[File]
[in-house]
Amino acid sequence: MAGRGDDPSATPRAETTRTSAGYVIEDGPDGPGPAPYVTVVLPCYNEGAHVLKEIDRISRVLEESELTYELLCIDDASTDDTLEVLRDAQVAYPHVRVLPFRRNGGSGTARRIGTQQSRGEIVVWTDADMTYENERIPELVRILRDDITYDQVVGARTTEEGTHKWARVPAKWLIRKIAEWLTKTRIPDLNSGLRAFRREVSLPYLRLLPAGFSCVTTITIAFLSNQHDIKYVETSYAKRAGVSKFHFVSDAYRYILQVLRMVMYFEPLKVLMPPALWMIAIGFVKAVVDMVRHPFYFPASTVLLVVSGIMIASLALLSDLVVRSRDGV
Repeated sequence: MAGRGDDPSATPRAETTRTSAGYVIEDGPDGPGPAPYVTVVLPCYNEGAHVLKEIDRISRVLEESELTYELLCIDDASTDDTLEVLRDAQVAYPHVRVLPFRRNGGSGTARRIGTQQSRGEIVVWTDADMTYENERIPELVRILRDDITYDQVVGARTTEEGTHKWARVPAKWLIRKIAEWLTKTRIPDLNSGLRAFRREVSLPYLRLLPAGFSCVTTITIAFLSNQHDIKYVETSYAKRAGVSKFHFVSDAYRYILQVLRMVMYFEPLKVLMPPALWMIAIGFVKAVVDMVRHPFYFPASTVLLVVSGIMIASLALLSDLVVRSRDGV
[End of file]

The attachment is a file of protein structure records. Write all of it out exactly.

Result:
[in-house]
Amino acid sequence: MAGRGDDPSATPRAETTRTSAGYVIEDGPDGPGPAPYVTVVLPCYNEGAHVLKEIDRISRVLEESELTYELLCIDDASTDDTLEVLRDAQVAYPHVRVLPFRRNGGSGTARRIGTQQSRGEIVVWTDADMTYENERIPELVRILRDDITYDQVVGARTTEEGTHKWARVPAKWLIRKIAEWLTKTRIPDLNSGLRAFRREVSLPYLRLLPAGFSCVTTITIAFLSNQHDIKYVETSYAKRAGVSKFHFVSDAYRYILQVLRMVMYFEPLKVLMPPALWMIAIGFVKAVVDMVRHPFYFPASTVLLVVSGIMIASLALLSDLVVRSRDGV
Repeated sequence: MAGRGDDPSATPRAETTRTSAGYVIEDGPDGPGPAPYVTVVLPCYNEGAHVLKEIDRISRVLEESELTYELLCIDDASTDDTLEVLRDAQVAYPHVRVLPFRRNGGSGTARRIGTQQSRGEIVVWTDADMTYENERIPELVRILRDDITYDQVVGARTTEEGTHKWARVPAKWLIRKIAEWLTKTRIPDLNSGLRAFRREVSLPYLRLLPAGFSCVTTITIAFLSNQHDIKYVETSYAKRAGVSKFHFVSDAYRYILQVLRMVMYFEPLKVLMPPALWMIAIGFVKAVVDMVRHPFYFPASTVLLVVSGIMIASLALLSDLVVRSRDGV